We went through the museum under the observation area, and decided to sit in on the 14 minute film about the making of the memorial. This is where the “yeah, yeah, we’ve seen this before” turned into “wow, did you know that?” and “I wish I could get a copy of all the quotes!”
Maybe it is the times we are living in. Maybe it’s the climate of me, me, me. Maybe it is the feeling of disconnect between neighbors. Whatever the reason, I was struck by the patriotism of Gutzlon Borglum, and the reasons he gave for selecting those particular four presidents.
He selected Washington because he was the father of our country. He was not worried about his political ambitions. He was worried about building a foundation for a young country that would stand the test of time.
Jefferson was selected to represent the growth of our country. President Jefferson orchestrated the Louisiana Purchase, and sent Lewis and Clark on their expedition.
Lincoln represents the preservation of our country, after he was able to reunite the United States after the Civil War. Borglum greatly admired Lincoln, and made many pieces of artwork about him.
President Theodore Roosevelt helped to make the Panama Canal a reality. He also orchestrated peace between countries, establishing the United States as a world power. 200 million acres of National Parks were set aside during his presidency. His presence on Mount Rushmore represents development of our nation.
The story behind the sculpting, the selection, and the accomplishment of the monument is very educational. As we were leaving Mount Rushmore, Jonathan overheard someone talking about the evening lighting ceremony. We thought that sounded neat, so we decided we would come back the next night (parking is $11 per car, good for the rest of the year, so we could go as many times as our hearts desired).
We had no idea what to expect. We did know that we should get there early, and I’m glad we did. The amphitheater was full by the time the ceremony started.
The ceremony began with a 10 minute talk by a park ranger. She talked about the memorial, sharing quotes from each of the presidents that were represented on the memorial. After her talk, we watched a short film about the presidents and the carving of the mountain. It was very patriotic. The film ended with the singing of America the Beautiful. It was very dark at this point, but as we looked at the flag, during the song, we noticed the lights were starting to shine on the faces. By the time the song had ended, the faces were fully lit. That was my first set of goosebumps. Then, all the veterans were invited forward to assist with the lowering of the flag ceremony. This may have been the first time my eyes leaked. The 75 or so men and women on the stage were given a standing ovation. Most people sang the National Anthem…I was a little too choked up to get the words out.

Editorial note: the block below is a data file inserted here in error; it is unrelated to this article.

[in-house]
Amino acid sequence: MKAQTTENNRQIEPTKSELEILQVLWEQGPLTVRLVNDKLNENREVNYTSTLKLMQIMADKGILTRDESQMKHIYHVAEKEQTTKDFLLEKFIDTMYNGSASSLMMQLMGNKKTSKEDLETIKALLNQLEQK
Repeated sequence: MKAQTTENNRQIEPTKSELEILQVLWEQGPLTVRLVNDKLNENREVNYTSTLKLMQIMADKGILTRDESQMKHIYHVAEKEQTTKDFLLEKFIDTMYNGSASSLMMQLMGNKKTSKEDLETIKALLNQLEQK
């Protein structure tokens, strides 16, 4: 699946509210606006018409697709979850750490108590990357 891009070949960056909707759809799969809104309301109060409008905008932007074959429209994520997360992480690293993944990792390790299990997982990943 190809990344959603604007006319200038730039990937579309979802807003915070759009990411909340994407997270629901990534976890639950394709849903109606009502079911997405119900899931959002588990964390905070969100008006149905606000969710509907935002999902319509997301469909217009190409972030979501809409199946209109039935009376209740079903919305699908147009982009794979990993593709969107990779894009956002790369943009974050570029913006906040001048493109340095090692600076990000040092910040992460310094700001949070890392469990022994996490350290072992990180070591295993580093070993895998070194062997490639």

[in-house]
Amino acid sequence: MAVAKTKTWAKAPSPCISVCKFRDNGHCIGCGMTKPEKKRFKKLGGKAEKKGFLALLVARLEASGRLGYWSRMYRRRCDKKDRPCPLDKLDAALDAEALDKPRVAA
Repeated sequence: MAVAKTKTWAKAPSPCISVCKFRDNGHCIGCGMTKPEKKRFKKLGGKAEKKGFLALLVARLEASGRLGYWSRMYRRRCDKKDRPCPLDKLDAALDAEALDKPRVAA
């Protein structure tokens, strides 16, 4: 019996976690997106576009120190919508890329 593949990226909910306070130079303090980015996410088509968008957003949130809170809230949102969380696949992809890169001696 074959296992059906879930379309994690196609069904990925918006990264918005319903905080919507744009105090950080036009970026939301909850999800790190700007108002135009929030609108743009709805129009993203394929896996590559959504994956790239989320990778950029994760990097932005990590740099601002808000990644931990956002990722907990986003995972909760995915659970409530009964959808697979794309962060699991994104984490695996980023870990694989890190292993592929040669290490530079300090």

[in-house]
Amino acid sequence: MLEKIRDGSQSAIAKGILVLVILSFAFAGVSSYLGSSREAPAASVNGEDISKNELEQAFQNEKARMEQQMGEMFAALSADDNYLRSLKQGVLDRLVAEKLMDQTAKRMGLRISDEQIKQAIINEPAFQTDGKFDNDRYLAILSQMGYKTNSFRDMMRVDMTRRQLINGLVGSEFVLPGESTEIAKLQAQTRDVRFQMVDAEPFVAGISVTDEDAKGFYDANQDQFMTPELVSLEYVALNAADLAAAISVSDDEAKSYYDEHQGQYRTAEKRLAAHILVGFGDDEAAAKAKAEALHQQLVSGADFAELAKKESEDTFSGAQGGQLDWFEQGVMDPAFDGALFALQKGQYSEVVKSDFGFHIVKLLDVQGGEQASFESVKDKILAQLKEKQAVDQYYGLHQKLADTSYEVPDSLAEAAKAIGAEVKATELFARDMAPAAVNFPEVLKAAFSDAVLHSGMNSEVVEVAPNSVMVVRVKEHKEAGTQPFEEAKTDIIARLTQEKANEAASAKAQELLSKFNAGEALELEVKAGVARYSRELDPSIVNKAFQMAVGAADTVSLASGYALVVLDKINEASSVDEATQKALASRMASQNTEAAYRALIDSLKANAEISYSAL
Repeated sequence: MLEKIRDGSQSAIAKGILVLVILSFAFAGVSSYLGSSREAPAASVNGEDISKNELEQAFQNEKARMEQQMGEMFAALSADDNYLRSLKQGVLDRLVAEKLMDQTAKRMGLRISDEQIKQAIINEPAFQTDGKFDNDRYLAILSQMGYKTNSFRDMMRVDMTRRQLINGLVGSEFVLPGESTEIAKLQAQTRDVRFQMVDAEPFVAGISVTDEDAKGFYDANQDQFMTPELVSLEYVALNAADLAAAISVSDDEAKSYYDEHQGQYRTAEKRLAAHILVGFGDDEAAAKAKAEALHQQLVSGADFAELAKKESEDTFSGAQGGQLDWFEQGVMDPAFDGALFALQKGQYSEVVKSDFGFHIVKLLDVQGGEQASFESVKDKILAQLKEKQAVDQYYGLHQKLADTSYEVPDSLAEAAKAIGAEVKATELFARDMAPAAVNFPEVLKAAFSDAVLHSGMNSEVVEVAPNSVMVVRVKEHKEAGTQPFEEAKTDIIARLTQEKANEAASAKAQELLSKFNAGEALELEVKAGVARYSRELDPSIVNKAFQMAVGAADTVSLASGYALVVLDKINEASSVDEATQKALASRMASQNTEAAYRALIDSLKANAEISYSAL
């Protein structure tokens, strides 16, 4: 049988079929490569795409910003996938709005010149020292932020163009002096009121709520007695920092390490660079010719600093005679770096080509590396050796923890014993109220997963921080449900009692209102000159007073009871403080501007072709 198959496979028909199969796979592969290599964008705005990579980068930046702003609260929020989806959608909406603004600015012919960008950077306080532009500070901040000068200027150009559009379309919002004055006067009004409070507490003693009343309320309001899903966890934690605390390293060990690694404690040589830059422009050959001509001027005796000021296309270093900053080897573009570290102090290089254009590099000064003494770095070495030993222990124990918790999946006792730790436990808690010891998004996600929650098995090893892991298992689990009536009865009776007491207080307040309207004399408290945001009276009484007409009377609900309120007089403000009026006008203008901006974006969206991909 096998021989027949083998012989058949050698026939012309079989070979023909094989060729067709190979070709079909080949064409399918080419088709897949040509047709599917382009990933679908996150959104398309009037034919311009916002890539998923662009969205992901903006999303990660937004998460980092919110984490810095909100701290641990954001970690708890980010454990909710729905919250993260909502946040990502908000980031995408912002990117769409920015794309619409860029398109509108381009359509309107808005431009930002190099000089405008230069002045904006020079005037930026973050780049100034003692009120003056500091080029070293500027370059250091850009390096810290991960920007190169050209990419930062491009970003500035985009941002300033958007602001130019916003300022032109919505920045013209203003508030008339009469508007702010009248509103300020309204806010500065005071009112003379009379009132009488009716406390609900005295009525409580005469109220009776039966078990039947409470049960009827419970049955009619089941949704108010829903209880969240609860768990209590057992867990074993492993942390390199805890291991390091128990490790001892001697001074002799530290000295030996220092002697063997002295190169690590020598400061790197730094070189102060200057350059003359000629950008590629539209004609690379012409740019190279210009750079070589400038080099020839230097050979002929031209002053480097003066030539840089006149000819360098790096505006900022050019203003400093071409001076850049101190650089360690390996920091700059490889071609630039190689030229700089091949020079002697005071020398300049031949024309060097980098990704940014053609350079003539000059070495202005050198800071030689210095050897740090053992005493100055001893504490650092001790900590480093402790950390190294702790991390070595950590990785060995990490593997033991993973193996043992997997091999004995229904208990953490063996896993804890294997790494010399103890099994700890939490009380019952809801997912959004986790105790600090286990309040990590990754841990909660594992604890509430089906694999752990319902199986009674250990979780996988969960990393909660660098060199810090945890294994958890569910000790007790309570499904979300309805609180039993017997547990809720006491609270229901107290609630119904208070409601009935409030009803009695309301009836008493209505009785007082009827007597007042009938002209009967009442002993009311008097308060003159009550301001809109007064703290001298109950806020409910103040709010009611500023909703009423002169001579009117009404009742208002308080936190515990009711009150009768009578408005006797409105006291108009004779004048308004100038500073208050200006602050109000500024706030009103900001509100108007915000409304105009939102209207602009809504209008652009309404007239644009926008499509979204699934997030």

After the flag was lowered and properly folded, each of the veterans introduced themselves and their branch of service. My eyes may have leaked a little at the presenting of the flag to the park ranger.
When the ceremony was done for the night, I couldn’t help but think about what this monument means, and how important it is to remember the ideals and sacrifices these men had made in order for me to be able to live in a country where I am free to worship how I want, free to make the choices I do, and free to help others has I see fit.
These men weren’t looking out just for themselves or their political aspirations. They were more concerned about their fellow Americans, and the country they led. They were led by the people, for the people. President Washington refused to be crowned king, because then America wouldn’t have the freedoms they longed for.
I left the ceremony thinking that every single American should be given the opportunity to attend the lighting ceremony at Mount Rushmore. Every Senator, Representative, and Presidential candidate should be reminded about the principles that our country was founded on in the Declaration of Independence – “We hold these truths to be self-evident, that all men are created equal, that they are endowed by their Creator with certain unalienable Rights, that among these are Life, Liberty and the pursuit of Happiness. — That to secure these rights, Governments are instituted among Men, deriving their just powers from the consent of the governed…”
Days later, as I sit at the computer in the comfort of my home, trying to put into words the emotions we felt, my eyes may have leaked a little.